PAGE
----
This is my last blog post for the ACLU of MAINE. I have wanted to work for the ACLU since I was a little girl. So, how can I possibly do justice to my time here in one blog post? The truth is I can’t, but I can tell you what the best part has been.

The best part has been you.

For the first Scolnik Dinner I attended, I created a short video of interviews with former ACLU of MAINE board presidents. What amazing ACLU of MAINE members! I asked board presidents what advice they had for young civil libertarians. Orlando Delogu said, “When you can be muzzled, then your colleague can be muzzled and I can be muzzled and none of us are really free from the possibility of being muzzled if we espouse what at that point in time may be a less popular idea… and that all of our rights are protected when everyone’s rights are protected.” It was a great lesson to hear in my first few months of organizing.

The summer following that dinner, I spent weeks running around the state connecting with ACLU of MAINE volunteers on the REAL ID People’s Veto campaign. It was the best, worst time of my life. It was the worst because I hardly slept and had so many details in my brain that I’m surprised it didn’t explode. It was the best, though, because every day I was able to connect with ACLU of MAINE members - passionate, dedicated, hard-working ACLU of MAINE members. I have very vivid memories of driving in the Penobscot County area on a beautiful Maine summer day and stopping at people’s homes, farms, and places of work to pick up petitions and drop them off. People turned in signatures for the People’s Veto and fed me food. The hard work of hundreds of people across the state was inspiring, and still inspires me today.

The following fall, I ran my first series of student conferences. It was inspiring to watch students engage with their Constitutional rights in an academic setting. I was heartened when ACLU of MAINE members John Paterson, Dick O’Meara, Kelly McDonald, and many, many others joined in the effort. ACLU of MAINE Board Member Bernie Huebner even spent a total of 10 hours driving with me up to Presque Isle to lead a conference there. The ACLU of MAINE has great members, and it makes an organizer proud.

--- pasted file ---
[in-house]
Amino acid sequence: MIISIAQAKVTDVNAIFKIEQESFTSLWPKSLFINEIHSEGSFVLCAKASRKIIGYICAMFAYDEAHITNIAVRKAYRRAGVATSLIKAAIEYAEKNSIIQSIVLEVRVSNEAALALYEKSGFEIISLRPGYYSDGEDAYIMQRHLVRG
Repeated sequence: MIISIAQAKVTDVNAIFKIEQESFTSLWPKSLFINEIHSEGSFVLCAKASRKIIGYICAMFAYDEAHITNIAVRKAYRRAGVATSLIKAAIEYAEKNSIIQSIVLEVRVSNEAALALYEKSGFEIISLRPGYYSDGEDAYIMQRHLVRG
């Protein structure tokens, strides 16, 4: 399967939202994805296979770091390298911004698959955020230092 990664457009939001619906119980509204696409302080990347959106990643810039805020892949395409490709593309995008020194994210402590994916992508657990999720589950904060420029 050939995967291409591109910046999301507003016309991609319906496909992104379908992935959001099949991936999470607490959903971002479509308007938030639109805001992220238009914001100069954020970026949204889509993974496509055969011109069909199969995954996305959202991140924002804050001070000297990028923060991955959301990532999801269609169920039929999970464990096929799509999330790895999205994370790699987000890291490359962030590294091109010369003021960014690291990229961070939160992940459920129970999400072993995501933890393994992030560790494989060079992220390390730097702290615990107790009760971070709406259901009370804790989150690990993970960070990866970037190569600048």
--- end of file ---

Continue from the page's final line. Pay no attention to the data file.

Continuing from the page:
We also have a great network among the affiliates. A few weeks before Election Day in 2009, I got a call from ACLU – MA staff attorney Gavi Wolfe, who wanted to bring some ACLU – MA staff to join in the marriage equality effort. On Election Day, I drove to the Eliot area to canvass with Katy Jayne. I will never forget that car ride. We met ACLU of Massachusetts staff members in a church basement to cut turf and knock on doors to turn out pro-equality voters. The sense of solidarity was palpable, and as I think about it now, it still knocks the wind out of me.

I’ve been blessed to work with some of the best coalition partners in the country. There are so many examples of this, but for the sake of brevity, I will share only one. This past legislative session, I experienced my first anti-choice protestors at a press conference I helped organize. We needed someone to stand outside the door, but I really didn’t want to stand there alone in the midst of our opposition. I called the staff of the Maine Women’s Lobby, all of whom (literally, the entire staff) rushed over to help support speakers and to stand outside the room with me. It was a true testament to the strong coalitions in Maine. Remembering the feeling of solidarity brings tears to my eyes.

As I move on to a new opportunity, I will carry with me these wonderful memories, and the opportunity to have connected with you.

Thank you for all that you do,